We are seeing the shortage of HGV drivers impacting all sectors of the economy. The pandemic, the ping-demic and the consequences of Brexit have created a crisis which is showing no signs of easing.

After months of well-documented warnings over the impact from national haulier groups, bathroom manufacturers are now also facing a range of supply-side challenges. Shipping and raw material costs have rocketed, leading to difficult pricing decisions and making it hard to enjoy the highly elevated levels of demand for products. Pent-up consumer spend is driving this demand, but without reliable logistics, supply chains are buckling.  

While there has undoubtedly been some supply disruption for merchants and retailers, the sector is working flat-out to prevent more widespread product shortages.

Government says it is talking with industry and is taking action on driver shortages, with stories of army intervention, increased vocational test capacity, and additional apprenticeship funding. These solutions are great for the two-three year picture, but they are unlikely to create the influx of drivers needed across all industries in the immediate and short-term. The one policy intervention that could make a difference, adding HGV drivers to the shortage occupation list to allow more EU drivers to work in the UK, has been explicitly ruled out by the Home Office. Let’s be honest, this is a political decision and a choice by Ministers to put the economy second to their ideology.

The haulage situation is compounded by problems in global shipping and volatility in costs of raw materials. DHL has warned shippers to expect higher freight rates long-term, with little easing in the market until Chinese New Year 2022 and ‘normality’ in 2023.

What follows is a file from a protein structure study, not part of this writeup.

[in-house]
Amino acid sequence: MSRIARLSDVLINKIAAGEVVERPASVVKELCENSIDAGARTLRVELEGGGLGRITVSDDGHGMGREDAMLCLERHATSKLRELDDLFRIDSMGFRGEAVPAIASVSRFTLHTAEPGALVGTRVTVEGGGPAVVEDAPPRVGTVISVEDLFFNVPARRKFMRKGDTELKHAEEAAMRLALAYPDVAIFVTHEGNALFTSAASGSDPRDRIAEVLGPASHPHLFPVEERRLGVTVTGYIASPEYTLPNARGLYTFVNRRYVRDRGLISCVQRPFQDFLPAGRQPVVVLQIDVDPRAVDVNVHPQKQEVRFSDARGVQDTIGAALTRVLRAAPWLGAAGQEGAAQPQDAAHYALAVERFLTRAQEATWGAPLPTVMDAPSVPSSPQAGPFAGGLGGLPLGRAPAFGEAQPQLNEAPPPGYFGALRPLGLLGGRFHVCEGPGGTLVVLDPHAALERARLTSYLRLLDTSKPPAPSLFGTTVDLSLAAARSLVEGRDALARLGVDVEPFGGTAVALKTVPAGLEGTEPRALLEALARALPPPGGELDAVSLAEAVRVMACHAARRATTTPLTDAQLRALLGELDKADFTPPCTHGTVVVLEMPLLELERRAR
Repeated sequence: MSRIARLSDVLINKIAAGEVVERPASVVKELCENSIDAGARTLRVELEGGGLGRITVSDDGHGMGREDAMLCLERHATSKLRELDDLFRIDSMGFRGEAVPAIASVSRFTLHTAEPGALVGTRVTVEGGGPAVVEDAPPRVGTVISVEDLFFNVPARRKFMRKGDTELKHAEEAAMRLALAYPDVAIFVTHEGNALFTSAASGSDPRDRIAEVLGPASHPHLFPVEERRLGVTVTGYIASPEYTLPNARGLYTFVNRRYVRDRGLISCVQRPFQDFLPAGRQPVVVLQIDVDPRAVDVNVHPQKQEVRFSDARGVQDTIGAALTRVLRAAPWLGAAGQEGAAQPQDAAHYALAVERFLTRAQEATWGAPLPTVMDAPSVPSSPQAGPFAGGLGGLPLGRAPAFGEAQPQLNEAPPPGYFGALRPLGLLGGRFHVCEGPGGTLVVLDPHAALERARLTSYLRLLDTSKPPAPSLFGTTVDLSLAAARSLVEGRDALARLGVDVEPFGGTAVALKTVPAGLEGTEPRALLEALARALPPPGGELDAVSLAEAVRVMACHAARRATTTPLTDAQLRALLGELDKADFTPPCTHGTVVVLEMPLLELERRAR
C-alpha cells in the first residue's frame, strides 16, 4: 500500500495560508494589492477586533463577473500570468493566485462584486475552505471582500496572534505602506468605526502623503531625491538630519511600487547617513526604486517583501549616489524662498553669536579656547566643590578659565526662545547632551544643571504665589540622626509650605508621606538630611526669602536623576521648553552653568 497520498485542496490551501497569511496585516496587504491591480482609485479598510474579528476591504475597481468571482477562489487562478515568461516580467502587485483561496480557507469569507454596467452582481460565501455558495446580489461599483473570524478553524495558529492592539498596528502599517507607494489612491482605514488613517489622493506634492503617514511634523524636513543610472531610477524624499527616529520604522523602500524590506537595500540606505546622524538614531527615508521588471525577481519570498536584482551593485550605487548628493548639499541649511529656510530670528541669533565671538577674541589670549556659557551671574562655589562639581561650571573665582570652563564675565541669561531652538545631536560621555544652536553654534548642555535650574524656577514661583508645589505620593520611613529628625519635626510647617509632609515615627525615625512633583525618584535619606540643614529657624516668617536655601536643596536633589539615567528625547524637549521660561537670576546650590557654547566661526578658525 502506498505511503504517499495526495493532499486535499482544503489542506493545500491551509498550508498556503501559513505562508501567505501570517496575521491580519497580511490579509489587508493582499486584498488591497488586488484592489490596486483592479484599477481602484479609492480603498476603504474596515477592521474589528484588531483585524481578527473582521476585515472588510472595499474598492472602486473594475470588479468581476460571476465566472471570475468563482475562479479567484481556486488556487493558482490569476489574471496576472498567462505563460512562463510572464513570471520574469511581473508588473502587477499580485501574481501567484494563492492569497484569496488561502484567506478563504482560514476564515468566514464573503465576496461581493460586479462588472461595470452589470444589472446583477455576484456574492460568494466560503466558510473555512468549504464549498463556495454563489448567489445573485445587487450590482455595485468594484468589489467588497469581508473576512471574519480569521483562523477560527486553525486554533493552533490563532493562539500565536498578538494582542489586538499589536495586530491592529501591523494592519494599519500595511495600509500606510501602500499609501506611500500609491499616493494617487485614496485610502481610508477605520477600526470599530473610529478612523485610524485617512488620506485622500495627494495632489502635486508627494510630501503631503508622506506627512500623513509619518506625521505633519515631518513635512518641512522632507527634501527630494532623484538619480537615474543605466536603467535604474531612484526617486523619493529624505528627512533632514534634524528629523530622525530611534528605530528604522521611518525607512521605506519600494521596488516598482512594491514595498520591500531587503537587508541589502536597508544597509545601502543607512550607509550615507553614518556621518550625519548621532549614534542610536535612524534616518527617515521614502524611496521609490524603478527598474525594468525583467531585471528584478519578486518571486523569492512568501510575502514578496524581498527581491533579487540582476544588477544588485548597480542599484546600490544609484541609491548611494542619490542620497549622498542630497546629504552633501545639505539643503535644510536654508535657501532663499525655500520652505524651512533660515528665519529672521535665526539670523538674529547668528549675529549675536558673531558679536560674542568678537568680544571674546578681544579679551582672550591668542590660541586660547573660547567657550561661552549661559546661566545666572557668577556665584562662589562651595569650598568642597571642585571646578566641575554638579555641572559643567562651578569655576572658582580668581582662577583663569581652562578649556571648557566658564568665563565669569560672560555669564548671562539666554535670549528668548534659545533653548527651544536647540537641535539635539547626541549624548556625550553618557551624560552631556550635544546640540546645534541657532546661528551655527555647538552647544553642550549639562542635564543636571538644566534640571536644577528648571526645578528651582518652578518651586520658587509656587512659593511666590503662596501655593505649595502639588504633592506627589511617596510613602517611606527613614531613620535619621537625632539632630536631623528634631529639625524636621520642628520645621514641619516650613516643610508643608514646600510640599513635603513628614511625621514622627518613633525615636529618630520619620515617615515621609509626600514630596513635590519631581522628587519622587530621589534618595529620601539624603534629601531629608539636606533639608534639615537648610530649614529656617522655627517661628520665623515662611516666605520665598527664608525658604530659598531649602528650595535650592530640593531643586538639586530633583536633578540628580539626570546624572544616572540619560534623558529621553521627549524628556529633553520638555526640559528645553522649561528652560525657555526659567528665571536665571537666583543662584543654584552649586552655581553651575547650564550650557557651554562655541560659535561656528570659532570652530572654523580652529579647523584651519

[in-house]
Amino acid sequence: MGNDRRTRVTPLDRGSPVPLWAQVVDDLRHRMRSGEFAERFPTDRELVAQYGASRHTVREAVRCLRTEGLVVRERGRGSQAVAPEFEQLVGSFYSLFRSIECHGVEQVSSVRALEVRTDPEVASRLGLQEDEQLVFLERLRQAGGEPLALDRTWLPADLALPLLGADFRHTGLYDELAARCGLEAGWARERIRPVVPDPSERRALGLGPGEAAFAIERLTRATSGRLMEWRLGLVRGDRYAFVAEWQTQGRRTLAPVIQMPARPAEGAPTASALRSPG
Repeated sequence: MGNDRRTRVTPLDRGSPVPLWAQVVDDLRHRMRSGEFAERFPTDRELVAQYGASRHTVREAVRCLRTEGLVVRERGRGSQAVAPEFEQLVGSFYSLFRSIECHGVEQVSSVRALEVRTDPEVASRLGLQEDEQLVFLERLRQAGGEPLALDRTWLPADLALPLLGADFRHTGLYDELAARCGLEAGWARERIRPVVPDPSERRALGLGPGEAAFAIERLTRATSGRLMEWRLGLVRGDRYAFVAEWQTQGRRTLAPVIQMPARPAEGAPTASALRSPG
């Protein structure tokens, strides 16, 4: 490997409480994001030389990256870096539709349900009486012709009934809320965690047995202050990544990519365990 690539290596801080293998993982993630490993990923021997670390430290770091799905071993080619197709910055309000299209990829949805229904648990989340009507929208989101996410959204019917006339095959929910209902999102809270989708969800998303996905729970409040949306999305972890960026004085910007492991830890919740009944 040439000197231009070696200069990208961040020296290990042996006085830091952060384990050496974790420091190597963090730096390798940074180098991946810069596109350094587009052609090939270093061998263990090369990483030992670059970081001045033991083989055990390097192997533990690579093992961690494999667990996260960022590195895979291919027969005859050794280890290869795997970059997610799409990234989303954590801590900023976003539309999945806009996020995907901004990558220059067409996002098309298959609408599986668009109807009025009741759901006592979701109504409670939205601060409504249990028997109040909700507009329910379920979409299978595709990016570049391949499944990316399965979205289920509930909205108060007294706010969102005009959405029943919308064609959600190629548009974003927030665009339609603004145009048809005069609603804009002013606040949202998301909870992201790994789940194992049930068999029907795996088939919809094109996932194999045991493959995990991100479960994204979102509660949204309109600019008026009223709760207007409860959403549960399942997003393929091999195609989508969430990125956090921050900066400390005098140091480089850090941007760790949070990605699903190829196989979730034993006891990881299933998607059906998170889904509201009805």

Having recently met with the Department for Transport and The Department for International Trade to discuss this issue, BMA is reiterating calls for the UK Government to demonstrate international leadership on this issue.
We are told various stakeholders in shipping, ports and logistics are now working together to better communicate, and it’s important for intelligence from this effort to be widely shared.

Global shipping issues cannot be handled by any single Government alone, but a functional shipping system is fundamental to our national trading ambitions. Government must use its newly independent voice to tackle the crisis, or the rhetoric about free-trade Britain becomes embarrassingly hollow.

There needs to be a recognition that shipping and haulage, the nuts and bolts of trading are a vital part of the economy. I fear the Government will need to find that out the hard way before expending any political capital.